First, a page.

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Research Papers

Validation of a Feedback-Controlled Elbow Simulator Design: Elbow Muscle Moment Arm Measurement

[+] Author and Article Information
Laurel Kuxhaus

Department of Mechanical and Aeronautical Engineering, Potsdam, NY 13699; Orthopaedic Biomechanics Research Laboratory, Allegheny General Hospital, Pittsburgh, PA 15261

Patrick J. Schimoler

Orthopaedic Biomechanics Research Laboratory, Allegheny General Hospital, Pittsburgh, PA 15212; Department of Mechanical Engineering and Materials Science, University of Pittsburgh, Pittsburgh, PA 15261

Jeffrey S. Vipperman

Department of Mechanical Engineering and Materials Science, and Department of Bioengineering, University of Pittsburgh, Pittsburgh, PA 15261

Mark Carl Miller1

Orthopaedic Biomechanics Research Laboratory, Allegheny General Hospital, Pittsburgh, PA 15261; Department of Mechanical Engineering and Materials Science and Department Bioengineering, University of Pittsburgh, Pittsburgh, PA 15261mcmiller@wpahs.org

1

Corresponding author.

J. Med. Devices 3(3), 031002 (Aug 31, 2009) (7 pages) doi:10.1115/1.3191725 History: Received August 13, 2008; Revised April 06, 2009; Published August 31, 2009

The Allegheny General Hospital (AGH) elbow simulator was designed to be a closed-loop physiologic simulator actuating movement in cadaveric elbow specimens via servoelectric motors that attach to the tendons of the biceps, brachialis, triceps, and pronator teres muscles. A physiologic elbow simulator should recreate the appropriate moment arms throughout the elbow’s range of motion. To validate this design goal, muscle moment arms were measured in three cadaver elbow specimens using the simulator. Flexion-extension moment arms of four muscles were measured at three different pronation/supination angles: fully pronated, fully supinated, and neutral; pronation-supination moment arms were measured at three different flexion-extension angles: 30 deg, 60 deg, and 90 deg. The tendon-displacement method was used in these measurements, in which the ratio of the change in musculotendon length to the change in joint angle was computed. The numeric results compared well with those previously reported; the biceps and pronator teres flexion-extension moment arms varied with pronation-supination position, and vice versa. This is one of the few reports of both flexion-extension and pronation-supination moment arms in the same specimens, and represents the first use of closed-loop feedback control in the AGH elbow simulator. The simulator is now ready for use in clinical studies such as in analyses of radial head replacement and medial ulnar collateral ligament repair.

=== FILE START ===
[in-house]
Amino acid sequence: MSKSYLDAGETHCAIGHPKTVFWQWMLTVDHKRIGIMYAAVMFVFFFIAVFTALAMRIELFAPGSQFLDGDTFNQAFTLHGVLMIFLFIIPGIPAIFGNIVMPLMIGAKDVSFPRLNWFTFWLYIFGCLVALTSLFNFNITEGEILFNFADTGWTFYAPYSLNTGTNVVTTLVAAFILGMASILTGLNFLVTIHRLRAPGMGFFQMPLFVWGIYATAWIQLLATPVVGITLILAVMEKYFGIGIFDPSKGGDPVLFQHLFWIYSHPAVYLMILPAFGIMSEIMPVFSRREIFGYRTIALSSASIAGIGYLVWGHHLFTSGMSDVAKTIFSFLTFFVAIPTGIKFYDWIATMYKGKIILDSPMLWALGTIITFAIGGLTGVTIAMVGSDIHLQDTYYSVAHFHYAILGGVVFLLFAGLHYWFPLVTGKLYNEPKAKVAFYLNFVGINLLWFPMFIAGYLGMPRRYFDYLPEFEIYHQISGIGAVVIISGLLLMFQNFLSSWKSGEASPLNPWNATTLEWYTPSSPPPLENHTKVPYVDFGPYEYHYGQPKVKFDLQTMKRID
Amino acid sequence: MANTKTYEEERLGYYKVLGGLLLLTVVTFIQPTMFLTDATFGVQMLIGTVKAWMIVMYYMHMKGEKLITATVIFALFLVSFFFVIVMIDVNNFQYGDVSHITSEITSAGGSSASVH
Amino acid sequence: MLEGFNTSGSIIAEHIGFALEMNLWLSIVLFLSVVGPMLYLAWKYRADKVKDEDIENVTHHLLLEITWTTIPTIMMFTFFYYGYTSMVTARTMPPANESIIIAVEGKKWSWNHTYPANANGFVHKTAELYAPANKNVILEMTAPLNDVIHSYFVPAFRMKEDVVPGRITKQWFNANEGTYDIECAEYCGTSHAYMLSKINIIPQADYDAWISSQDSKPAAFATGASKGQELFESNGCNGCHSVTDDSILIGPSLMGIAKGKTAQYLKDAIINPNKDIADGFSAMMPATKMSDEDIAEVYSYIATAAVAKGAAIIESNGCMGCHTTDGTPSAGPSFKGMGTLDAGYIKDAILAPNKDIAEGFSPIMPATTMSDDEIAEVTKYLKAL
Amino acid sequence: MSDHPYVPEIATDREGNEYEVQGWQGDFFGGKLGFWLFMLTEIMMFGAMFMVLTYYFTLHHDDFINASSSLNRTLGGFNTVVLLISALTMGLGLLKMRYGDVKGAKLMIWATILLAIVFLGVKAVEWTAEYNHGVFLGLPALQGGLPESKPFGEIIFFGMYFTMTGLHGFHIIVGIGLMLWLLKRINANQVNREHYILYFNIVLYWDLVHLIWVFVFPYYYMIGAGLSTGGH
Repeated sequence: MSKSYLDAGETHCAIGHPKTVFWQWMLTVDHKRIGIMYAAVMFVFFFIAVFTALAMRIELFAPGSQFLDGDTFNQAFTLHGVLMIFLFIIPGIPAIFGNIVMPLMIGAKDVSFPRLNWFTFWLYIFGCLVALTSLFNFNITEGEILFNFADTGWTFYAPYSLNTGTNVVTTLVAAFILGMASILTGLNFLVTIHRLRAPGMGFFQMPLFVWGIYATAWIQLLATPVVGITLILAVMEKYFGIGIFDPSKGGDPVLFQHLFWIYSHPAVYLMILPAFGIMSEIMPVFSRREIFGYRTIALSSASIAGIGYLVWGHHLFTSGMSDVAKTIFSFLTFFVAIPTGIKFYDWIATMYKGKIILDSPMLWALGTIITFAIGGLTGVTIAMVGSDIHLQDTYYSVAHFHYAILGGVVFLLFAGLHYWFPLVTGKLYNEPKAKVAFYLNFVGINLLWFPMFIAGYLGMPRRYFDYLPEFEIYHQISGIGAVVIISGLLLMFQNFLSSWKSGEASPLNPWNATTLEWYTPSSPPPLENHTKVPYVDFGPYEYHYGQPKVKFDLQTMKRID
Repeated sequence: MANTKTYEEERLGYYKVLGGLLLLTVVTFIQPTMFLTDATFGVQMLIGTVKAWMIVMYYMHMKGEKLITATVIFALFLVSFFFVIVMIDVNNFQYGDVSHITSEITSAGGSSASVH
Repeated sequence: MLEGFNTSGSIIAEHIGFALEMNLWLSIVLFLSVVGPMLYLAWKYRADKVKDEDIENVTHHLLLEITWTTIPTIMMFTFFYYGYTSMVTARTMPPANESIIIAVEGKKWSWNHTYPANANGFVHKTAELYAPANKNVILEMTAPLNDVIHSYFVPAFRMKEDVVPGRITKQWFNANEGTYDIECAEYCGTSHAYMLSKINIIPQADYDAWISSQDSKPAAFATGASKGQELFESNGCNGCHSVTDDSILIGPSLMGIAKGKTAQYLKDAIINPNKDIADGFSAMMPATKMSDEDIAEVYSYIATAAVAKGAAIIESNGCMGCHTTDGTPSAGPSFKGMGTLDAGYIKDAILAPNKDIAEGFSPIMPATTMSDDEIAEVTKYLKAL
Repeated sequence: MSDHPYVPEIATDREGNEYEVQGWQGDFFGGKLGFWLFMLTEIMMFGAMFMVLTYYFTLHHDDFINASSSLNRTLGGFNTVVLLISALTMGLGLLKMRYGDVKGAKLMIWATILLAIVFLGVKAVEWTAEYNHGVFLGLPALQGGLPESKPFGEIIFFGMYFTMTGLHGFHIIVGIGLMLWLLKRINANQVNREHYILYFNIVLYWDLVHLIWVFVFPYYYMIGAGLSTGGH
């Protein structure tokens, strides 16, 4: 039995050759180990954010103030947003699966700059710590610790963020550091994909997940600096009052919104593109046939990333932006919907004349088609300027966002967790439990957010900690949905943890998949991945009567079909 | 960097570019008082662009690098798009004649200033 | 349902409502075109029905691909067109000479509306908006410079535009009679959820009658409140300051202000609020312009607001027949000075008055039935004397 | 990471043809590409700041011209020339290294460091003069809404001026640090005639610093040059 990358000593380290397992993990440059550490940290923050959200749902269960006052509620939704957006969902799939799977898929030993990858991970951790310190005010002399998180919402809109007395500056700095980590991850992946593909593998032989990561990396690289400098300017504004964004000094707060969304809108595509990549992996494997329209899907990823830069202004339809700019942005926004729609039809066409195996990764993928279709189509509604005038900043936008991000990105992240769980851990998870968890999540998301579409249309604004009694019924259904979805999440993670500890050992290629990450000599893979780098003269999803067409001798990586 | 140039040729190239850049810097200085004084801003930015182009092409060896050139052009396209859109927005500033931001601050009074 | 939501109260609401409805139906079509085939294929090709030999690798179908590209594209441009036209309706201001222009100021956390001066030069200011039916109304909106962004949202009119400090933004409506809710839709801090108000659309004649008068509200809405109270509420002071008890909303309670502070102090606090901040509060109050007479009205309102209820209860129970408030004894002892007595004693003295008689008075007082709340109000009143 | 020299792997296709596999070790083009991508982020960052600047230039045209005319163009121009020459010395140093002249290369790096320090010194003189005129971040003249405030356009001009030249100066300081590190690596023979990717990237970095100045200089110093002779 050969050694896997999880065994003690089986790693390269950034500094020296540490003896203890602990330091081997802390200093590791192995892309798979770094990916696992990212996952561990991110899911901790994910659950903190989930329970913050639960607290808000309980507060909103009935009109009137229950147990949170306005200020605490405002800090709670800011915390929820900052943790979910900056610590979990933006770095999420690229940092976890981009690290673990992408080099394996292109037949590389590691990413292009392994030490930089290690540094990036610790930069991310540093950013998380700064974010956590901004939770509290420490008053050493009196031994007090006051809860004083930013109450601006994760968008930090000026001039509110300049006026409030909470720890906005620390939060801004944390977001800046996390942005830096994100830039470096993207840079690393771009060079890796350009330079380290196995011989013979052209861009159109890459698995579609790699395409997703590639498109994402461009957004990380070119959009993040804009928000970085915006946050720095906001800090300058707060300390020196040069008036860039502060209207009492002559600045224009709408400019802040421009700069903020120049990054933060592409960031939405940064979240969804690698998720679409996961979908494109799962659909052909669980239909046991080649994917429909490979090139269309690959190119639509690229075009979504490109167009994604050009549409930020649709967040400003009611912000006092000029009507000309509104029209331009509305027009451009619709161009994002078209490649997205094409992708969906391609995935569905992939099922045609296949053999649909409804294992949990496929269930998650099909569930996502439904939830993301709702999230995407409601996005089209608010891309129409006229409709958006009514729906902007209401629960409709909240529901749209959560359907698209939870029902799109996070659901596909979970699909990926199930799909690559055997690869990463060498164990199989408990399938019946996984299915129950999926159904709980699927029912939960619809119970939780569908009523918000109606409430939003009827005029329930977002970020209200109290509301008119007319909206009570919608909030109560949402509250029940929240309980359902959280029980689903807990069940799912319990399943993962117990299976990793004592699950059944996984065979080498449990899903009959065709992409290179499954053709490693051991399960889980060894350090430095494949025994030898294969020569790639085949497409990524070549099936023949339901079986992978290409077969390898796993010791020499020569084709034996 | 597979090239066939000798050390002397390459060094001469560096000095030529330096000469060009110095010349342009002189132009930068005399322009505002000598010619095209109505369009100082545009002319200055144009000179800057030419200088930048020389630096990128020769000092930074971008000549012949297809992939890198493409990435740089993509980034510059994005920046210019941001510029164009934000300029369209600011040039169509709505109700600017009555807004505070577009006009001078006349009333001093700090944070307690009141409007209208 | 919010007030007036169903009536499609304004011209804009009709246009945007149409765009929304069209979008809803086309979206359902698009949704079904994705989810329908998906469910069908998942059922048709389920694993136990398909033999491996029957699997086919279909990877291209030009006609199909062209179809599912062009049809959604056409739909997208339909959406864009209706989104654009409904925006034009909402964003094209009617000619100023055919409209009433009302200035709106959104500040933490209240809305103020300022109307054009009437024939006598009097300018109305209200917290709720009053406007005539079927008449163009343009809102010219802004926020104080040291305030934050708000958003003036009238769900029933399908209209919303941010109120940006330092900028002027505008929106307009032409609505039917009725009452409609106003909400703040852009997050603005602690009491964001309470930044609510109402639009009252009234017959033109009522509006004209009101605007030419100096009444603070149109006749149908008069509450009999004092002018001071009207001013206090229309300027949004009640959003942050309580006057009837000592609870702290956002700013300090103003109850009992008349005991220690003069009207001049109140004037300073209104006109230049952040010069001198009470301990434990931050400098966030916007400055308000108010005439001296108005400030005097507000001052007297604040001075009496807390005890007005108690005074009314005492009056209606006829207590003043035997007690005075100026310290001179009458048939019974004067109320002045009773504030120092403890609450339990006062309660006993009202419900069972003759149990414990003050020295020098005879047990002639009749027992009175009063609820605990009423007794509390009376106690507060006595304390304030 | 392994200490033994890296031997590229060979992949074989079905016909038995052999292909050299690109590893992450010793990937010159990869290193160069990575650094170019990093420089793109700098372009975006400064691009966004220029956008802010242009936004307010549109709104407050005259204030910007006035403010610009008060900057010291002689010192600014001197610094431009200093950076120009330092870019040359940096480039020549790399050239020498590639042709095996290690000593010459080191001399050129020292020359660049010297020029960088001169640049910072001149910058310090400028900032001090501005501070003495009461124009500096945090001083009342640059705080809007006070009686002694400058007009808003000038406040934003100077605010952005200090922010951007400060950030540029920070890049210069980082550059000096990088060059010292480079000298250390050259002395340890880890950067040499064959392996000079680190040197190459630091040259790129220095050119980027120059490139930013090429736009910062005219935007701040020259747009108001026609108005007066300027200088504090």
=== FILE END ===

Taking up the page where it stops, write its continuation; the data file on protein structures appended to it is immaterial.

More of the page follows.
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Copyright © 2009 by American Society of Mechanical Engineers
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Figures

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Figure 1

Drawing and photo of AGH elbow simulator. The inset in the drawing shows a custom pulley assembly.

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Figure 2

Overall schematic of simulator hardware

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Figure 3

Custom potentiometer mounts to measure f/e and p/s

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Figure 4

Flexion/extension moment arms for all specimens

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Figure 5

Pronation/supination moment arms for all specimens

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